While the place was crumbling and worn in many areas, it was certainly the most worked and had once been an impressive room indeed.
There were the remains of several columns, both jutting out of the water, and reaching down from the ceiling, that looked like they might allow someone skilled at jumping to leap from each to make their way across, but even Ratchis’ darkvision could not illuminate the other side of the long gallery to see if this was the case. The walls on the right and left were lined with many narrow steps and balconies that led to much smaller galleries and alcoves that seemed to stretch across the room as well. Everything was decorated with interwoven dwarven runes and images of hammers, anvils and hearths, though much of it looked like it had been intentionally scratched out. There did not seem an easy way to get over to either wall however.
Ratchis went back and reported this to the others.
“Leaping from column to column seems to dangerous,” Ratchis said as they made their way to the flooded gallery. “Especially since we don’t even know if some of those columns will hold us, and some of the jumps would be too far the weaker in the group.”
“That means you, snotling,” Gunthar said.
“Watch yourself,” Bones growled.
At gallery Martin cast levitation
on Ratchis and raised him up so that he might pull himself across the ceiling and check the other side of the room. It took a while, but he finally returned.
“It looks all clear,” Ratchis reported. “Now one by one you will grab on to me, Martin will raise me up, I will pull us over to the right gallery wall and we’ll make our across to the other side.”
Ratchis cast light
on his belt of chain links holy symbol.
Kazrack was first. He clutched on to his half-orc companion for dear life, eying the black water nervously.
“Dwarf sure likes to hump the pig-f*cker,” Gunthar laughed.
“Uh shay when we gut tuh Nikar, Uh guv um uh a lashin’,” Kazrack murmured to Ratchis as the half-orc grunted pulling them both across the small stretch of ceiling to the gallery wall like an ape. It was only a small stretch of about twenty feet.
Flora and Bones were brought over next, as Kazrack moved slowly along the gallery, pausing to look down a narrow hall that ended in small metal door, before passing it.
Suddenly, there was the distant sound of drums.
“They must know we’re here,” Martin the Green gulped.
“That big log of ogre-sh*te musta let them know we’re here!” Gunthar cursed loudly.
“Shut up, fool!” Ratchis admonished.
“Hurry Ratchis, Martin, keep doing what you are doing,” Beorth said, grabbing on to Ratchis to go next.
Flora followed Kazrack cautiously, while Bones could not resist creeping down the narrow hall to listen at the metal door. In a flash of light from Ratchis’ approach to the gallery wall, he could see it was broken and hung slightly off the top hinge.
Beorth was about to walk past an alcove, when he heard the suddenly sound of movement from within. He swung out with the masterwork quarterstaff he had taken from one of the monks down in the Pit of Bones, but the orc leapt over the blow and out on to a small adjacent balcony to give those orcs behind him room to come out on to the wall as well. It screeched and spun, dealing a deep blow to the paladin’s shoulder, and he stumbled back a bit as blood poured down his armor.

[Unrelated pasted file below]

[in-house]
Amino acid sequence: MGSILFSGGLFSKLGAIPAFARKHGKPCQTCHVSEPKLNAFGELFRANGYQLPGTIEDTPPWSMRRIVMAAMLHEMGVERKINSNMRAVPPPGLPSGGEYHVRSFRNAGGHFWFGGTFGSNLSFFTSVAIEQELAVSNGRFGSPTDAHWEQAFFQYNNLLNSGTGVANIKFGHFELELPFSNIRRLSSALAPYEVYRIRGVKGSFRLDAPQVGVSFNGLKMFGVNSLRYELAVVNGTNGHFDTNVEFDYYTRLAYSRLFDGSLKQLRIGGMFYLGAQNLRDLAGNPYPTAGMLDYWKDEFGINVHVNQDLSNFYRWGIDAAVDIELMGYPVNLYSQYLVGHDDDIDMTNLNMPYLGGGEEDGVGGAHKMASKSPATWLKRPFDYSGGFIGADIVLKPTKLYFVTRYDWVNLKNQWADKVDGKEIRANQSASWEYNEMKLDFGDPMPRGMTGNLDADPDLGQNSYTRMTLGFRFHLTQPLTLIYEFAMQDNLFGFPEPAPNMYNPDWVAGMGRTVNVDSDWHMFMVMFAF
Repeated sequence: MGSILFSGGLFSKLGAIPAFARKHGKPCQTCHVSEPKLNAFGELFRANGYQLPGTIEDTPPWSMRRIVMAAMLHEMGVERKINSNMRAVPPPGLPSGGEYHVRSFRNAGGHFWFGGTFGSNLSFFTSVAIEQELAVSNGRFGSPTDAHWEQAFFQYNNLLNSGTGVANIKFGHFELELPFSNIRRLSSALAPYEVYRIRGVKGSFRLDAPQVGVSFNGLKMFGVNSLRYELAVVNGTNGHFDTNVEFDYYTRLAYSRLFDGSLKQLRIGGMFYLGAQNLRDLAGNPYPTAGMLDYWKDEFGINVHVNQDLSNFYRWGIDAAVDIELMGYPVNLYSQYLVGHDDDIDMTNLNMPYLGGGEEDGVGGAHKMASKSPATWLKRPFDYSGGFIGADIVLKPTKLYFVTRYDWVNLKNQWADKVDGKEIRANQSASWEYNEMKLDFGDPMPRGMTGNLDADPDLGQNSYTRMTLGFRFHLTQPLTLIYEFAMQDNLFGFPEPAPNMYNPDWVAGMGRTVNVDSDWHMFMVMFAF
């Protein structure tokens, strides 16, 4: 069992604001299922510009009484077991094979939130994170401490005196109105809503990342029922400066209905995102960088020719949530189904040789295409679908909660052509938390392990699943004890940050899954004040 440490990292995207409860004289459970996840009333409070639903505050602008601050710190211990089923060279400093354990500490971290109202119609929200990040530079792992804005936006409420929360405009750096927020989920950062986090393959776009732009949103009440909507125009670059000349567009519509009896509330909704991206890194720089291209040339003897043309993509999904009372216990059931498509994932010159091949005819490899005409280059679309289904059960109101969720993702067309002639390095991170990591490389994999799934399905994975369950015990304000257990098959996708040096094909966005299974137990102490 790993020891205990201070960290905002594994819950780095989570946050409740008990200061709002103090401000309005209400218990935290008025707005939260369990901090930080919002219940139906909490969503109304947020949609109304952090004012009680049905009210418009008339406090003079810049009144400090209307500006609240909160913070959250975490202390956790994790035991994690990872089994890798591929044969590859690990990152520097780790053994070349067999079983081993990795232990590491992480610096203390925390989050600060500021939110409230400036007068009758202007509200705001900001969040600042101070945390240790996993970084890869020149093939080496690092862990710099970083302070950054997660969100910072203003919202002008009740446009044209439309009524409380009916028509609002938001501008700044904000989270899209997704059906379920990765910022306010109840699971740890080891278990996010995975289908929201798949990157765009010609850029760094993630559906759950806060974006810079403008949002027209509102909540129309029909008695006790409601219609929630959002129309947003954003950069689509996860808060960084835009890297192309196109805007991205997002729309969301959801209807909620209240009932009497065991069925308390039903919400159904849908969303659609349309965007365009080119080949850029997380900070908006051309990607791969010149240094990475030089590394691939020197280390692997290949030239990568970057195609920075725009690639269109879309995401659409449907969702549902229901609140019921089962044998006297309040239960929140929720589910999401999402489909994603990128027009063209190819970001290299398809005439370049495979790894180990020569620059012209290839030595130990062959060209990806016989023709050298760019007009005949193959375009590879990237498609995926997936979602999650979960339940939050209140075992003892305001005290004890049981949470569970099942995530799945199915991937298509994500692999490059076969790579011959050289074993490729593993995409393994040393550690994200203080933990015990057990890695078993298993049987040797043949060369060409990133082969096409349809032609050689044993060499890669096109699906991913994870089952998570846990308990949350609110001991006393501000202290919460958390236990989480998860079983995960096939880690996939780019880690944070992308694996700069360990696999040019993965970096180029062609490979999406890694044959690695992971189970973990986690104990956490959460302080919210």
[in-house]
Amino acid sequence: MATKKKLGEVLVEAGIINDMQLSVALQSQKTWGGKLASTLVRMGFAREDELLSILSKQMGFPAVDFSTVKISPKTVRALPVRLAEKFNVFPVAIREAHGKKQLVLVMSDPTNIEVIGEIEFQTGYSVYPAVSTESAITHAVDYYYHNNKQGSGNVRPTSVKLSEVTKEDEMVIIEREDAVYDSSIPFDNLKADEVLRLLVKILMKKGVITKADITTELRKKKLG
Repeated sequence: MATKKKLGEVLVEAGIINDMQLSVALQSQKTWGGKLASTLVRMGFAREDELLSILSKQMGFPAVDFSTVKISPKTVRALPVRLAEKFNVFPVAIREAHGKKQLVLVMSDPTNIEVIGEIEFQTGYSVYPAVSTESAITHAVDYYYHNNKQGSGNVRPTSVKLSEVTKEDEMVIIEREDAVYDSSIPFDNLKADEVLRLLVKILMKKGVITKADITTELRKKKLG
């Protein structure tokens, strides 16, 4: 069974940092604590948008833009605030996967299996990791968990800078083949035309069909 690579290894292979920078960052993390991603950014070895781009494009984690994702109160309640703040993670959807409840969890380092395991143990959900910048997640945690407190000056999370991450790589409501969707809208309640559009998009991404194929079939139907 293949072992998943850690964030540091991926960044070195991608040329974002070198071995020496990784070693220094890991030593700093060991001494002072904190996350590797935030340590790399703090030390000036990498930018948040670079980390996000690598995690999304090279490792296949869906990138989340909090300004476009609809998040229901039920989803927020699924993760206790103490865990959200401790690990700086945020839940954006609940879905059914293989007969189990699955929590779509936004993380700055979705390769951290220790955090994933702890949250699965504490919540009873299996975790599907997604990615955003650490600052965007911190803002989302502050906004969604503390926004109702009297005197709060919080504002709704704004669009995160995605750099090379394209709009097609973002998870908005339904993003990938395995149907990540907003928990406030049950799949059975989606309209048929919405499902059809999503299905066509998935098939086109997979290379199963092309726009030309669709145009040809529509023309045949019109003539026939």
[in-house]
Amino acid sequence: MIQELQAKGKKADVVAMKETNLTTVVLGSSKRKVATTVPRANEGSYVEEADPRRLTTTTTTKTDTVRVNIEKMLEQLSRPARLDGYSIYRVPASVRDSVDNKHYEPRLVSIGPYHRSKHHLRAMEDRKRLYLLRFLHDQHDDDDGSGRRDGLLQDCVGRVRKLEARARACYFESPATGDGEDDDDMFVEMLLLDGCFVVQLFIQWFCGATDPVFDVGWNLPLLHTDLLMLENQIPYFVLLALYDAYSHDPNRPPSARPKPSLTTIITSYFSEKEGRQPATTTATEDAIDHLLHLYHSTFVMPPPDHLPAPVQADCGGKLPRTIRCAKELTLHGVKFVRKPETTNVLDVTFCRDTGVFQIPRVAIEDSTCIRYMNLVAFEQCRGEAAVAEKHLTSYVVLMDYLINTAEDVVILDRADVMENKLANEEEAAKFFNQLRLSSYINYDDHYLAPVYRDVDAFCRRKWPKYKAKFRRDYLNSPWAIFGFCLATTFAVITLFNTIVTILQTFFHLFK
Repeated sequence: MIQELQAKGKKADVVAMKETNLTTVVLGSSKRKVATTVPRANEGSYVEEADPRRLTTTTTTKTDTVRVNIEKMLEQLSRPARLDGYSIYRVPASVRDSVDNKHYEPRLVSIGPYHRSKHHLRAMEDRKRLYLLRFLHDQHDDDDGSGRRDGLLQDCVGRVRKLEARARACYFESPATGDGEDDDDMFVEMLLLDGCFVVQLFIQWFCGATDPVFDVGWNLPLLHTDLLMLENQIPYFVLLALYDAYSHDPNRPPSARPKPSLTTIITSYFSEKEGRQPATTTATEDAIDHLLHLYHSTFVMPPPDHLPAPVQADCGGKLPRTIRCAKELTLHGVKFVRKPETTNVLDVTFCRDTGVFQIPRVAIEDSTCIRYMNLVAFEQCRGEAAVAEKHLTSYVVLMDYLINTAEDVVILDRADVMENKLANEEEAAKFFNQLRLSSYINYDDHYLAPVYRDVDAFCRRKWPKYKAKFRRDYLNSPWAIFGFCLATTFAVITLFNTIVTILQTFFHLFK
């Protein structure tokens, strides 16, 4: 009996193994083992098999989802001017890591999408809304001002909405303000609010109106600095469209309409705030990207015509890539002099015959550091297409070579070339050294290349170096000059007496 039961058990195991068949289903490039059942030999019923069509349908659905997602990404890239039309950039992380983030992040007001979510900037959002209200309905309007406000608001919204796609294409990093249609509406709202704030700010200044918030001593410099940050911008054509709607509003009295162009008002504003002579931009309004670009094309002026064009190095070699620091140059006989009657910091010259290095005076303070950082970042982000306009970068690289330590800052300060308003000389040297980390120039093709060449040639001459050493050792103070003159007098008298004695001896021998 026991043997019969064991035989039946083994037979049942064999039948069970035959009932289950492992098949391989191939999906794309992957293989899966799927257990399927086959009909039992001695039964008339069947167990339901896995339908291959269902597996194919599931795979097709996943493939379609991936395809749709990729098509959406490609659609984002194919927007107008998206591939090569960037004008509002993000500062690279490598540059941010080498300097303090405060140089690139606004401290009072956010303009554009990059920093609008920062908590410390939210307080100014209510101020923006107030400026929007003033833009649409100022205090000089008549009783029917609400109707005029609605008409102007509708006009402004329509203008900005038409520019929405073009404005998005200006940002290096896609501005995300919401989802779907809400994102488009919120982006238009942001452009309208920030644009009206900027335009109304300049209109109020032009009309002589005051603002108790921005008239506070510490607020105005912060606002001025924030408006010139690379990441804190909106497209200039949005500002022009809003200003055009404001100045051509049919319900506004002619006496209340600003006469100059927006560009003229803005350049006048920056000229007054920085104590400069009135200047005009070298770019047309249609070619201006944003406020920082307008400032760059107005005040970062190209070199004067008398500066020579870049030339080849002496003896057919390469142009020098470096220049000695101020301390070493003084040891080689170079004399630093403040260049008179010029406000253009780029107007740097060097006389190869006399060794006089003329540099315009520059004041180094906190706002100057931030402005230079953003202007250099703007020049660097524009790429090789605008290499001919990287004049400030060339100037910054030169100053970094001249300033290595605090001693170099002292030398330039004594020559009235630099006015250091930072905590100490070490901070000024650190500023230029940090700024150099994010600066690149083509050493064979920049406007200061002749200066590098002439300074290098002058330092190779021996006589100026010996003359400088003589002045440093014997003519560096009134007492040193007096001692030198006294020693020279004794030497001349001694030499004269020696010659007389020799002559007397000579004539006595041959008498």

Several more orcs appeared from the mini-galleries further along, and began to rain arrows down at the group. These were smaller and more hunched than those they had faced before, but with the same ashen complexion and broad misshapen shoulders. Their black stringy hair hung from beneath their metal caps, and they wore armor of cured black leather.
“We need light!” Bones cried coming back out of the hall.
“Augh!” Gunthar cried out, as an arrow bit him in the dark. He, Dorn and Martin were still on the stone platform by the doorway in total darkness, as Ratchis made his way back. All they could hear was the twang of bow strings, and the grunts and cries of battle. “Where’d that come from, ya bitches? Gimme some damn light!”
(1) The dwarven stair cut is ten to fifteen times longer than it is high, creating long gradual climbs, allowing for wheeled carts to be rolled down them, or pulled up them with less effort than typical stairs, but giving more control of descent than ramps.
(2) Orcish is actually a very difficult language to learn, and it varies greatly by locality. While it has a very narrow base vocabulary, it uses inflection, context and body language to convey a wide variety of meaning to groups of words that would sound the same to the untrained ear. It also makes deciphering the crude goblin runes sometimes used to write it incredibly difficult.
(3) Click here
to see the map (warning to those on dial-up: this is a big file)
(4) Geb is the God of Earth and Stone.